Yesterday, one of our burning questions was answered: Are those automatic cars really avoiding things on their own?
Well it turns out that at least one is – as was proven today (unintentionally) by ITS America CEO Scott Belcher. Scott walked across the 11th Ave. test track unaware that a live demonstration was going on. A second later an autonomous SSTI test vehicle came zipping around some barrels. Some excitement ensued as the vehicle detected him and automatically stopped. Security started yelling (until he realized it was his boss in the track). So Scott cheats death (and so do a few engineers, I’d imagine) and the SSTI crew gets a good story to tell.
Unfortunately, even despite the new votes of confidence, no one was willing to let me hop in the back seat of one of those fancy cars with a few drinks and tour Manhattan with no driver. I can see it now: “Yes, officer, I have been drinking, but the car hasn’t, and it’s the one that was driving.”
Someone’s epiphany that cooperation and open standards are far better for everyone is beginning to bear fruit. We’re starting to see instances of the best technology being improved by one agency and then released into the wild for others to use. One of the many examples of this philosophy here is New York City’s award winning new Applied Solid-state Traffic Controller (ASTC). This is the box that physically controls the lights, grabs sensor data, etc.
Monday saw ITSA’s Chairman of the Board Randell Iwasaki blush as he handed award after award to various projects involving Caltrans, his institutional home, at the Best of ITS Awards ceremony. Caltrans deserves a lot of credit. They’ve been busy testing, deploying and partnering on projects covering everything from using GPS enabled cell phones to monitor traffic, to VII implementations, and my personal favorite–adaptive signal controls.
Then there was Sensys Networks snagging an award for a deployment of their wireless vehicle detection technology with a grant from (you guessed it) Caltrans. I believe the line was “installs in 10 minutes, transmits for up to 10 years.” Pretty impressive stuff–battery powered, as accurate as loop detectors, and not affected by weather. Caltrans is deploying 5,106 of them in 800 locations.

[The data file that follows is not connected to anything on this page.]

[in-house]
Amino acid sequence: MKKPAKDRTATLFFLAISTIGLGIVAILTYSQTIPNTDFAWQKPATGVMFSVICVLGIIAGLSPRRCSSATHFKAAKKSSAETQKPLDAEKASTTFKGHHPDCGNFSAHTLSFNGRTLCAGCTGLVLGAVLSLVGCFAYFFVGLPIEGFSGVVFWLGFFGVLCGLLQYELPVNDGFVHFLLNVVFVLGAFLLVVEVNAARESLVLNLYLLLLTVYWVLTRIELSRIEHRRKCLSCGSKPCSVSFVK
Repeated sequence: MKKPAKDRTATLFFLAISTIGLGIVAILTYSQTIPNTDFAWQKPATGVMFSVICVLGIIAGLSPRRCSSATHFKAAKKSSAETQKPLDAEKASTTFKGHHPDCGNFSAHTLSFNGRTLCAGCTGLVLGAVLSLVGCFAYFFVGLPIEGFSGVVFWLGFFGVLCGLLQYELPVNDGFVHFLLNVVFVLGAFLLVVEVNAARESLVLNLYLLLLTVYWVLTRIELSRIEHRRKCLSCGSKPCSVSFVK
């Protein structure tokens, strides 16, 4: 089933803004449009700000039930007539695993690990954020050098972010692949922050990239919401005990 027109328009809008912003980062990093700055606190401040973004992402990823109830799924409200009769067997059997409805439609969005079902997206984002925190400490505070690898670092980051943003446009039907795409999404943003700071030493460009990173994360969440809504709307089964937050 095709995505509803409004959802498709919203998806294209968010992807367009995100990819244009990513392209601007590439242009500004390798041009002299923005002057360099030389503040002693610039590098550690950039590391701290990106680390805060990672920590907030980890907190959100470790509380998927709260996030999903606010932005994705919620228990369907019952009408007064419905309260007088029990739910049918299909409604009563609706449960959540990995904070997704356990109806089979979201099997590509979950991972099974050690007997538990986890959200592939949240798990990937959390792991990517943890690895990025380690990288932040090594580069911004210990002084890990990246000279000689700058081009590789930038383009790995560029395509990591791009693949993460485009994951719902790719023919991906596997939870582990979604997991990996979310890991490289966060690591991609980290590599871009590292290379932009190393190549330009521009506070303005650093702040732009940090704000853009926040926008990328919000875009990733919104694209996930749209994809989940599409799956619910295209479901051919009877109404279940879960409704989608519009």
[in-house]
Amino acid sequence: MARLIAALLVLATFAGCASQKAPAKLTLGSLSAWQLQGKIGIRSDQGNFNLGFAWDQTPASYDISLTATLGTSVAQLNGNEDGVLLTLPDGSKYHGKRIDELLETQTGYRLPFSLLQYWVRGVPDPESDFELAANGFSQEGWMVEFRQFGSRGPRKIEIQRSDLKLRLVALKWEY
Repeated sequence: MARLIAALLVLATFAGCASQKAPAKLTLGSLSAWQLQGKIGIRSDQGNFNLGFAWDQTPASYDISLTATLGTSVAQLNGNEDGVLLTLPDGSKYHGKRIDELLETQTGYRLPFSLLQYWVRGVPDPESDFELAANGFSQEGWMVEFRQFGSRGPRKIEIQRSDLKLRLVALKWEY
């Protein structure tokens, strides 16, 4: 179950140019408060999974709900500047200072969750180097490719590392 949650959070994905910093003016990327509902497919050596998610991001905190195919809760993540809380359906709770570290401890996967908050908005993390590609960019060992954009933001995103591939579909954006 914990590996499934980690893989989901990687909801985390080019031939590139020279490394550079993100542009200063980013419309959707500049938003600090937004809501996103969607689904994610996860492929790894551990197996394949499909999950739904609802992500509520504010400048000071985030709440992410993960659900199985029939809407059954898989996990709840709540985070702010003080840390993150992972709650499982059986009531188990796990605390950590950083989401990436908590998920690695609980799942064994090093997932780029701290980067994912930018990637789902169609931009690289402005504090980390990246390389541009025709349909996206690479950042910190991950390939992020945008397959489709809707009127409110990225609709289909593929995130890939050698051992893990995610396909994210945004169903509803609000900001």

One of the most brilliant systems is a bit of simple elegance rarely seen in any infrastructure project. Instead of trying to change drivers’ behavior by charging them more to drive on the road they want, Caltrans District 4 deployed variable message signs on major routes around the San Francisco area that informed drivers of how current travel times on the road compared against the real time travel times of transit options. This tiny bit of information lead to a substantial increase in transit ridership. It seems almost silly in hindsight, but if a superior transit option exists and drivers know about it, they often will choose transit of their own free will. In this case they didn’t have to spend a single dollar on roads or transit, just a way to deliver compelling information to their target market.
On Sunday, the 2008 ITS World Congress kicked-off its biggest event ever in NYC. Guests were treated to a top-notch opening ceremony that miraculously managed to fit in half a dozen speakers and artistic performances ranging from hip hop to opera, violins, ballet and Broadway favorites.
New York City has closed down and renamed 11th Ave. in front of the convention center (name is now ITS World Congress Blvd.) for demonstrations of exotic technologies such as automatic collision avoidance and driverless autonomous vehicles.